There you have two reasons why I should not like this book but I'm giving it 4 stars. I'd give it 5 stars but it disappoints me for another reason. I discovered this author a little over 2 years ago when my wife insisted I read his book "A Man Called Ove". I did as my wife asked....reluctantly, but I loved that book and became a fan of the author. I have since read all of his subsequent books and marveled at his artistry and storytelling ability. Alas, in this book that storytelling talent seems to be a bit lacking as the plot of this book is almost cliche and therein lays my disappointment. The plot involves a youth hockey team in a dying small backwoods town. The town's sole remnant of pride rests in this team and they have just won the big game and are on the way to the national finals. A win means a resurrection for the town and economic gains. During a post-game celebration a crime is committed involving a star player of the team. Up until this point we have all seen or read this story before. It usually involves a small rust-belt town in the North or a dried-up town in Texas and the sport is usually football. Totally predictable, but wait. We have Fredrik Backman as the author of this "cliche" and this isn't like him, at least not as far as I've read so far. Am I going to have to give this book a low rating and a bad review?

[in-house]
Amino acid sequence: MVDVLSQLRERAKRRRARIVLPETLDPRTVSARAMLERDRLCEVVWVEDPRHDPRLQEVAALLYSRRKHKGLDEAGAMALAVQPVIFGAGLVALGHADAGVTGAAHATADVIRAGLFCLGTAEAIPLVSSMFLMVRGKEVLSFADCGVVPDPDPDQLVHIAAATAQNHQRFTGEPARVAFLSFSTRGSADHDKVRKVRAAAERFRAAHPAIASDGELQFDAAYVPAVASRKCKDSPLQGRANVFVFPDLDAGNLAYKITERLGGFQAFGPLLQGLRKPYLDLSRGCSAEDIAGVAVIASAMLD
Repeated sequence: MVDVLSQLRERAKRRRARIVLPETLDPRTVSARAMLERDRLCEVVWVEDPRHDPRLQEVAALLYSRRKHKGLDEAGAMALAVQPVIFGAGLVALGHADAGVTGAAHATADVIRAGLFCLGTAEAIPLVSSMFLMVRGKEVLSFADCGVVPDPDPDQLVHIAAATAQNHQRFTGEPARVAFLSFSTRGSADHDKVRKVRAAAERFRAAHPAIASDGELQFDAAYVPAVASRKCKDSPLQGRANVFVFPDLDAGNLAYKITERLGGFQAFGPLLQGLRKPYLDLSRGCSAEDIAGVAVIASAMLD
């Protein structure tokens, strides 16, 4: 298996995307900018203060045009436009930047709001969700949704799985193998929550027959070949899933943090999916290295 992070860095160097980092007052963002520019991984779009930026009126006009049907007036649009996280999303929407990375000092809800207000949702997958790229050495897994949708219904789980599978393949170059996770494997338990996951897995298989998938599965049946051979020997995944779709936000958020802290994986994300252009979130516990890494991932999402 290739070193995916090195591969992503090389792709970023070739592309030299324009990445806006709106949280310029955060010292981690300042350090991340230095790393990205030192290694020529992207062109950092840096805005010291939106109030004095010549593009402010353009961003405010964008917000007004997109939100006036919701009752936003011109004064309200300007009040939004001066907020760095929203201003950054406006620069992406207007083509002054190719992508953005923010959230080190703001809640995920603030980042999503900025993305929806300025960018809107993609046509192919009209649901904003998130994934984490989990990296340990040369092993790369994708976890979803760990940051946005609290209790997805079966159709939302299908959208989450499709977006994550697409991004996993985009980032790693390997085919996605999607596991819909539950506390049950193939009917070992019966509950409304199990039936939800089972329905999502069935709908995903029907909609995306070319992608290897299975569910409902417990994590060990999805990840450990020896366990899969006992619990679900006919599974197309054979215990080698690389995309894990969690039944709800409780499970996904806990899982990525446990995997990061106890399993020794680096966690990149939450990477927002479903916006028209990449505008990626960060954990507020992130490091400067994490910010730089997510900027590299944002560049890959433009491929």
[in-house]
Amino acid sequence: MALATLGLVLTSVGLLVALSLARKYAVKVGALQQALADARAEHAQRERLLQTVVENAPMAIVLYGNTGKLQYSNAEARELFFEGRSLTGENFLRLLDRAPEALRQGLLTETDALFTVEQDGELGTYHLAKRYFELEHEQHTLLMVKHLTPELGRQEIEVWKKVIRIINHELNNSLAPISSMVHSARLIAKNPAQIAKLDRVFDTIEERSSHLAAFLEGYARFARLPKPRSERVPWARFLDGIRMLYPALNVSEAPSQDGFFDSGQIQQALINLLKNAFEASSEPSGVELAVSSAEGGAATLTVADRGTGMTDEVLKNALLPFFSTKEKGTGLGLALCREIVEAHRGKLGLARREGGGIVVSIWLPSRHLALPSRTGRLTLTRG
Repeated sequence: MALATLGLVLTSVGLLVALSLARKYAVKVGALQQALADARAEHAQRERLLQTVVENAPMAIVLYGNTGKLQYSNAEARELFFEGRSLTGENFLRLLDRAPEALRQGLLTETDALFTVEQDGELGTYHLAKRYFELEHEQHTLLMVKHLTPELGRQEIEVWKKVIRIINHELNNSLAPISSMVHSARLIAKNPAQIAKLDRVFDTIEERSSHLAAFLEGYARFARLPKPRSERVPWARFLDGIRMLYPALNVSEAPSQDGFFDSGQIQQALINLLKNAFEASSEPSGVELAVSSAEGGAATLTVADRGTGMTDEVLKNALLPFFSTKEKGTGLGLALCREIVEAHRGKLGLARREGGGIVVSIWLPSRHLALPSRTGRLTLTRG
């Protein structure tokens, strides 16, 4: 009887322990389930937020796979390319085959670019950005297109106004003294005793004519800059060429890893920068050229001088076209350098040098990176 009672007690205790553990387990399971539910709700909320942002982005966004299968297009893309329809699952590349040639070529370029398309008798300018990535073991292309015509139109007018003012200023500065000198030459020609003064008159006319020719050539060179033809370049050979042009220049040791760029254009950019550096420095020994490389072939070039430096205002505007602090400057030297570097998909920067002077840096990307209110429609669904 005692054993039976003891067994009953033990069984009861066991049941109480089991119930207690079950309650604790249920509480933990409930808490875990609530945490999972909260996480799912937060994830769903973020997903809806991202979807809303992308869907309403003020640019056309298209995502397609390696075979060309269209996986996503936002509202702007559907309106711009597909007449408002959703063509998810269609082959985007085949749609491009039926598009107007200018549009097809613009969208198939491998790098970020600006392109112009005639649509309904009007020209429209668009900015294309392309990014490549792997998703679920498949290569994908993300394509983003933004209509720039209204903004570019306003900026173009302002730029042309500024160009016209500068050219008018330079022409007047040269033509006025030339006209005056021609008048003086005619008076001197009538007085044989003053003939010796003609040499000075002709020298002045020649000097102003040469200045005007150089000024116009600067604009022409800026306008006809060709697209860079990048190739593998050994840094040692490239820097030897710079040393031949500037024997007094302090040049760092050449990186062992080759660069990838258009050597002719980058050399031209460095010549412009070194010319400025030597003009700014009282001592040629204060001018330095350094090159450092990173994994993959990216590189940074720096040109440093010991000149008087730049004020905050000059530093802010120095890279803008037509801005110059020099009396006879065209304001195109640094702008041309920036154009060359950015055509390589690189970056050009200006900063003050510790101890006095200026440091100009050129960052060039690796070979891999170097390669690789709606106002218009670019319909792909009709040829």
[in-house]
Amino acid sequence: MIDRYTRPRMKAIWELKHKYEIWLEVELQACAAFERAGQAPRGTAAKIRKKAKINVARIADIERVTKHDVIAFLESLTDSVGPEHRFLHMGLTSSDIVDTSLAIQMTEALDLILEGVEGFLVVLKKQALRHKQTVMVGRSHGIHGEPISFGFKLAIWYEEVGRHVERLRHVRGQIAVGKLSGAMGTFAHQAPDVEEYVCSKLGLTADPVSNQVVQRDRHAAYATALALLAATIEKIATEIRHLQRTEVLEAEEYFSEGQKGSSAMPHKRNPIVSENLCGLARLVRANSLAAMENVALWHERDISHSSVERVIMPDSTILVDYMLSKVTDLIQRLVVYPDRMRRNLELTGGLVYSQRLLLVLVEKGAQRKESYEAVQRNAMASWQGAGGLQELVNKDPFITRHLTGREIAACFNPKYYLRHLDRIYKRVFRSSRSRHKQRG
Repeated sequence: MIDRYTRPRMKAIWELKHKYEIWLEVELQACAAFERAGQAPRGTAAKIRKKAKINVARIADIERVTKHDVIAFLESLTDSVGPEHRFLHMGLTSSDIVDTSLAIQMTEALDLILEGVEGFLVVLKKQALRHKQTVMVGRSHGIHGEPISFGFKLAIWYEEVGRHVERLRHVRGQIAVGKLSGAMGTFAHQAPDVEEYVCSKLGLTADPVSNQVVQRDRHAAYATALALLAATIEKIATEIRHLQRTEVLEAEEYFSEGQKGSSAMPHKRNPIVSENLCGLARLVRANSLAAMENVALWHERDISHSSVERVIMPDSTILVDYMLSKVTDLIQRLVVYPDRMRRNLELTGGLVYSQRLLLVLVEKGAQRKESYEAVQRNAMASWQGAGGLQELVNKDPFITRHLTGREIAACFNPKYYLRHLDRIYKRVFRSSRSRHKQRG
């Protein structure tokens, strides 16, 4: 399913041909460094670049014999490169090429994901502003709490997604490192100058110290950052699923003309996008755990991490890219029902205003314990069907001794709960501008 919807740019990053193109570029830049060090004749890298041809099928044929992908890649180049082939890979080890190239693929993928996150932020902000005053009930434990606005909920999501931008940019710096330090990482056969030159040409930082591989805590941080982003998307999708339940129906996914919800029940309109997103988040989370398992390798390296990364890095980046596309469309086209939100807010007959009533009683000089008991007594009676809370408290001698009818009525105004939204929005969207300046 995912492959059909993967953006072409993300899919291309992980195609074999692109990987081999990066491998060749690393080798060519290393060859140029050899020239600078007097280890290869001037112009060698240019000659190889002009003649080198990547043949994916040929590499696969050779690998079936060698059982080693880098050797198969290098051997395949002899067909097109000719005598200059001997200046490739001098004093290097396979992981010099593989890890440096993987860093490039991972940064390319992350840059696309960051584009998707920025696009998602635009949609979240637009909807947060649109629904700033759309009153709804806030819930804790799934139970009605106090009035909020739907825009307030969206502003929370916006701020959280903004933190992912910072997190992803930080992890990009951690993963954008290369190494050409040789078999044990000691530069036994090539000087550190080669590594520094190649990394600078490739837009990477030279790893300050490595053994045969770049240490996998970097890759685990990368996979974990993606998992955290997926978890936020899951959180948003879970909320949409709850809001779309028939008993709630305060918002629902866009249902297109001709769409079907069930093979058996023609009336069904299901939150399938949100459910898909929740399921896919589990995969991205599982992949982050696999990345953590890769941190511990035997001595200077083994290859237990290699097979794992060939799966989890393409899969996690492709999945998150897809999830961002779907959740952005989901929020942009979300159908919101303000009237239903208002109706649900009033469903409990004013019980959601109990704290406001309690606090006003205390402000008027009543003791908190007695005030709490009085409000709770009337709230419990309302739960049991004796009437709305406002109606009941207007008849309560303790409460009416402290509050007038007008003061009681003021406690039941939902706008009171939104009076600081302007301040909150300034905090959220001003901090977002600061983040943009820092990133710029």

After the crime is committed is when the meat of the story and Backman's talent take off. From this point the author dissects this town, its organizations, its values, its motivations, its residents, their relationships, their values, their vices and their virtues. Never have I read such a magnificent portrayal of human behavior in all its imperfections. Backman's observations of the human condition are remarkably accurate and laid bare for everyone to see. I have dealt with countless behavioral scientists in my professional life and none of them were ever able to describe human behavior as well as this author has done in this book. A stunning achievement and a book that deserves to be read. (less)
I read it in one sitting, for it reads like a thriller, even though it's all flashback. Backman's previous books have been wise and funny and a little tragic, but this is a masterpiece. It centers on a small town seeking glory from its hockey club. I know these kids and these families and so will you. You'll recognize "how we got here", too. Backman brings to life their hopes and dreams, frustrations and difficulties--adults and teens alike. "Beartown" should be read and discussed in every high school; it's topical and yet these events have happened for centuries. It takes place in Sweden, but could be any small town in America, too. In sports and life what we hope our children learn is to make good choices in a very un-ideal world. Fiction is a way to enter into an age-old discussion framed so beautifully by one of the characters: "This town doesn't always know the difference between right and wrong...but we know the difference between good and evil." What is the right thing to do when things go very wrong? You'll be compelled to find your answer. Backman is the Dickens of our age, and though you'll cry, your heart is safe in his hands.